Roger Stockton
Doug Weathers wrote:

> Why do you want both of these?  The Paktrakr can also tell
> you the SoC of the pack, but the Link-10 can't tell you the
> status of individual batteries like the PakTrakr can.

Unless your PakTrakr is different from mine, it can measure current with the optional sensor, but does not track energy usage.  That is, it can tell you how much current is flowing at the present time, and perhaps what the instantaneous power is, but not how many Ah or kWh you have consumed from or returned to the pack.

The PakTrakr is a good device for monitoring the relative health of your modules; the E-Meter/Link-10 is a good device for monitoring the SoC of the pack.

> > Charging:
> > 12x Soneil 1214S (7amp) smart chargers
>
> Let's see, 12 chargers x 14V x 7A = 1176 watts.  That's a
> fair amount of heat.  You'll want to mount them where they
> get good airflow.

Not sure what you're thinking of here.  14V @ 7A is the power output to the battery from each charger, not what it rejects as heat.

The total delivered to the battery (your calcs) is 1176W; this is actually the *peak* total power, and assuming 85% efficiency the input power is about 1384W, so the 12 charger reject about 208W as heat.  This is still about 17W/charger so providing some cooling airflow is definitely in order.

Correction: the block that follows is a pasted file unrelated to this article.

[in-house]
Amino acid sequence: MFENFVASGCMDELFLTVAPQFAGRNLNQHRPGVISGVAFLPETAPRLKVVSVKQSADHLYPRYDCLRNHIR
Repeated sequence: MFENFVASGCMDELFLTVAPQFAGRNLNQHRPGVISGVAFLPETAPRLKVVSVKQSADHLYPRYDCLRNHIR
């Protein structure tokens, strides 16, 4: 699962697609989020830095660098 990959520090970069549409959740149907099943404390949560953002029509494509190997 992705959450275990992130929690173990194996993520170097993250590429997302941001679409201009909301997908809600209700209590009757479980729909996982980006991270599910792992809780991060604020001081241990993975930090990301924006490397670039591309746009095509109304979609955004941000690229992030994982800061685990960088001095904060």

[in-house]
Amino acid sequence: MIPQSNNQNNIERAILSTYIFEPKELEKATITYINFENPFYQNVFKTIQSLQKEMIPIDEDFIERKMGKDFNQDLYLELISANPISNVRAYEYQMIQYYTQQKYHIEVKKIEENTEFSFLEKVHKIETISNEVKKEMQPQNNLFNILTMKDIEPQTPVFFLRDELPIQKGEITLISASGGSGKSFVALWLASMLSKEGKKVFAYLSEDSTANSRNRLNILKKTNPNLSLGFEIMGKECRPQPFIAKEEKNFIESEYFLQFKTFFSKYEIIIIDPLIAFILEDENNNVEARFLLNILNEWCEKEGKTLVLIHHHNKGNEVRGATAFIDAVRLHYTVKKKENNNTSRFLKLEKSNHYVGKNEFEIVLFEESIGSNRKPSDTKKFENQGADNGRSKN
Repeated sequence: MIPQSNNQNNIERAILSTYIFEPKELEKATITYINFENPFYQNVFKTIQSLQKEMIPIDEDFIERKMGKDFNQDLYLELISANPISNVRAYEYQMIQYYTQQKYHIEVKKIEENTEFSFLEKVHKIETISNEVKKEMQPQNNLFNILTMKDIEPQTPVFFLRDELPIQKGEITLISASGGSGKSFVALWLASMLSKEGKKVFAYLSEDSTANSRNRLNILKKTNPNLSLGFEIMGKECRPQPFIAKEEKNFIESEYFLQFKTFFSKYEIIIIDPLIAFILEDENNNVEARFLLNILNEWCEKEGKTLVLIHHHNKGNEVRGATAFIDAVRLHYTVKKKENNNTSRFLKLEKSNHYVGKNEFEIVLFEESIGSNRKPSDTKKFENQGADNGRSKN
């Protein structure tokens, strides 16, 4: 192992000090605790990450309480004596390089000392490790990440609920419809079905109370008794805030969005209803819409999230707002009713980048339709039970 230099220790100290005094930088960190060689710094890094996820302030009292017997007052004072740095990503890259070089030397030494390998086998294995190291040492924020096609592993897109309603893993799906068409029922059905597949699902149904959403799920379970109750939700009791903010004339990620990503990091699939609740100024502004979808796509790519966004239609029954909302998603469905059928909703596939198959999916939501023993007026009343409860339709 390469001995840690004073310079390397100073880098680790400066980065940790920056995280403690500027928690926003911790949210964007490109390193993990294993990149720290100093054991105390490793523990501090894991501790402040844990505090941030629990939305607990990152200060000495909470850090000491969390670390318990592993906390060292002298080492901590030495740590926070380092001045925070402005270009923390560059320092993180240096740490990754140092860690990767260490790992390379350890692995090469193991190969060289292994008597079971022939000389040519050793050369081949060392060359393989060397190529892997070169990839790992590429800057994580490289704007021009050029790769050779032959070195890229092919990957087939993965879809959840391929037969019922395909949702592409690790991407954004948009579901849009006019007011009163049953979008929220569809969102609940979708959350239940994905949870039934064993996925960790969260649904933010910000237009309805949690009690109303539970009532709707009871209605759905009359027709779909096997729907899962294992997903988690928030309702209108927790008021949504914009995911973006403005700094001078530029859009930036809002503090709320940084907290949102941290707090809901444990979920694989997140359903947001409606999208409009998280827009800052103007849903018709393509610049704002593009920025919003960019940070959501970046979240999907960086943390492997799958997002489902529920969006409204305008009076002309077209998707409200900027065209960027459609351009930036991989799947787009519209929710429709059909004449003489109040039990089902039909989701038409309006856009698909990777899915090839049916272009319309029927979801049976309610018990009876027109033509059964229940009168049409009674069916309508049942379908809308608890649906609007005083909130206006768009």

> 144V of buddy-paired Orbitals: 24 batteries * 41 lbs = 984
> lbs, about right.

My opinion is to avoid buddy-pairs unless there really is no alternative.  I'd counter-propose a single 144V string of Odyssey PC2150s (group 31), at 75lbs each, for right on 900lbs:

<http://www.odysseybatteries.com/battery/pc2150.htm>

Indeed, since Nicholas is planning on a Z1K anyway, might as well go all the way up to its 156V limit with 975lbs of the PC2150s.

The worst case of 30mi @ 65mph is about a 30min discharge.  The PC2150 offers 116Ah when discharged in 30min.  At an average voltage under load of 11.4V/module, this means you could sustain about 15.8kW for 30min with a 144V string, or just over 17kW with a 156V string.

Taking the lower end of this, 15kW for 30min, or 7.5kWh to travel 30mi is 250Wh/mi @ 65mph.  Assuming you are somewhere around Montreal, the terrain is pretty flat and given the Ghia's reputation for efficiency as a conversion you might just meet or better this consumption.

Still, as others have noted, this is pretty close to a 100%DOD cycle for the pack, and once the pack ages such that it has less than rated capacity available you may not be able to make the 30mi emergency roundtrip, at least not without slowing down ;^>

The Soneils would almost certainly not be adequate for charging the Odysseys, however.

Cheers,

Roger.



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Re: Design Review - Ghia

jerryd
In reply to this post by Nicolas Drouin

         Hi Nick and All,

             Any particular reason you want to spend 3-4x's
as much as needed?

----- Original Message Follows -----
From: "nicolas drouin" <[hidden email]>
To: "Electric Vehicle Discussion List" <[hidden email]>
Subject: [EVDL] Design Review - Ghia
Date: Thu, 17 Jul 2008 12:16:39 -0400

>I am the proud new owner of a well maintained, still
>running, but never restored 1972 Karmann Ghia.  I was
>hoping to have my component selection reviewed prior to